But the latest objections, especially from the Navy, caught Weaver's Cove by surprise, MacClary acknowledged.

The Naval Undersea Warfare Center Division, based in Newport, R.I., said it spends $1 billion a year testing underwater warfare equipment in Narragansett Bay.

The Navy said a moving ''safety and security zone," enforced by the Coast Guard around LNG tankers, would encompass the entire lower bay, disrupting tests of advanced torpedoes, submarines, and experimental unmanned attack ships. The permit contemplates 50 to 70 deliveries of LNG a year, or up to 140 transits in and out of the bay.

''The moving safety and security zone to be enforced around LNG tankers as they transit the lower Narragansett Bay to the proposed terminal will significantly and adversely impact in-water testing . . . which is essential to the Navy and the security of the Nation," its Aug. 15 filing said.

In its own filing, Weaver's Cove told the commission it should reject the military's request for a rehearing because it filed too late and cannot claim to have been unaware of the project, given the publicity it has received over the past two years. Moreover, it said, Navy personnel attended security briefings held by the Coast Guard about the project in late 2004 and early 2005.

In addition, the company argued, the LNG tankers would disrupt the Navy's tests no more than any other traffic that already passes through the restricted waters. And it questioned whether the testing center's mission is really critical to national security, noting that it is also involved in deploying a device that monitors bay pollution.

''Notwithstanding this alleged mission that is so critical to national security, some 700 plus vessels, transporting products such as gasoline, chemicals, and liquefied petroleum gas, already make their way through Narragansett Bay each year," the company wrote.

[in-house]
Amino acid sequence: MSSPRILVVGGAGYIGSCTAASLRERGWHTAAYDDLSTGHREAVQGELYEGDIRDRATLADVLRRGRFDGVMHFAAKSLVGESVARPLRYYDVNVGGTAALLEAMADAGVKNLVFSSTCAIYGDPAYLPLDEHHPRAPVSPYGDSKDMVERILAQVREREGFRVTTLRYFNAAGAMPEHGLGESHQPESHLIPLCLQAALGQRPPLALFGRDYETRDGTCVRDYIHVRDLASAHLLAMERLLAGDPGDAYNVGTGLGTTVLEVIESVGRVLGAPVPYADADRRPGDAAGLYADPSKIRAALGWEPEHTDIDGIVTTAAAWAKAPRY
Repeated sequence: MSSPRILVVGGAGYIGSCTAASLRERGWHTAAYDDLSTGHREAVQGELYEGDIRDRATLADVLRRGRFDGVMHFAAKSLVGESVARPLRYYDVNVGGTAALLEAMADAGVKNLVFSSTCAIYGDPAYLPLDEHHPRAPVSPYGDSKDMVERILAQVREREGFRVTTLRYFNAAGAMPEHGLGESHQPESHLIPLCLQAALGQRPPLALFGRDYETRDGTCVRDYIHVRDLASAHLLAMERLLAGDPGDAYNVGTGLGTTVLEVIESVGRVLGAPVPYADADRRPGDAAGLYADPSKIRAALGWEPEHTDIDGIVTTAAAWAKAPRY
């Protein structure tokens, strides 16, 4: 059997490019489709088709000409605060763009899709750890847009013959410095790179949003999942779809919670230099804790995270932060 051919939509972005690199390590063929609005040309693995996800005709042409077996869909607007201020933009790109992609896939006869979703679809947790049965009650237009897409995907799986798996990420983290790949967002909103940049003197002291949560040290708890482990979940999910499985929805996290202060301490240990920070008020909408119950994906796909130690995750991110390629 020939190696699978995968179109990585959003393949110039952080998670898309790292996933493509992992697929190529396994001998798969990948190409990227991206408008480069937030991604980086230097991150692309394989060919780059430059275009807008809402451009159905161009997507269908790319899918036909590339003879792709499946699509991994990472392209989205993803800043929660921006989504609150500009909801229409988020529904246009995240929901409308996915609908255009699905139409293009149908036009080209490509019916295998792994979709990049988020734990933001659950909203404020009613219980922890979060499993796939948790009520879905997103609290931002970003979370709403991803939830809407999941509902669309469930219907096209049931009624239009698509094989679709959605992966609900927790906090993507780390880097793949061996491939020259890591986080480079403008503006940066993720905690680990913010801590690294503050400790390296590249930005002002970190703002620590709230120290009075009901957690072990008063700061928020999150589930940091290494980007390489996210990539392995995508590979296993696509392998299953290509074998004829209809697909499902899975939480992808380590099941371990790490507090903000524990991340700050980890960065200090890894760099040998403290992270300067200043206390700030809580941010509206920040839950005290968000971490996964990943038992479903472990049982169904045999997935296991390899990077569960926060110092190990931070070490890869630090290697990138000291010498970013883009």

Even if the commission chooses to dismiss the concerns of the Navy, however, the old Brightman Street Bridge could block the arrival of tankers.

The Massachusetts delegation to Congress has been unified in its opposition to putting an LNG facility in Fall River. When FERC approved the permit application anyway, several vowed to do all they could to halt the project. But at the time, the lawmakers did not reveal their specific plans.

Representative Jim McGovern, the Massachusetts Democrat whose district includes Fall River, last month won a seat on the committee drafting the final transportation bill. He was able to slip language into the law requiring the bridge to be preserved as a pedestrian path, bicycle route, and access point for emergency vehicles.

The final law also dropped funding to demolish the bridge, and instead provided $500,000 to retrofit it for its new role, said Michael Mershon, a spokesman for McGovern.

''If Weaver's Cove wants to bring LNG up by canoe, they can try to do that, but hopefully the tankers won't be able to get through," Mershon said.

The Weaver's Cove spokeswoman said the provision conflicts with a Coast Guard permit for the new Brightman Street bridge, which contemplated that the old one would be demolished. She declined to say whether the company would hire lobbyists to try to remove the language from law.

''We are disappointed to learn that this language was slipped in through the back door in an effort to stop the LNG project," she said. ''We are evaluating all options, legal, political, or otherwise, that are available to us, and we will continue to pursue development of the Weaver's Cove project."

Tamara Young-Allen, a FERC spokeswoman, said petitions for rehearing are automatically rejected if the commission does not respond to them in 30 days.

The commission next meets on Sept. 15, she said.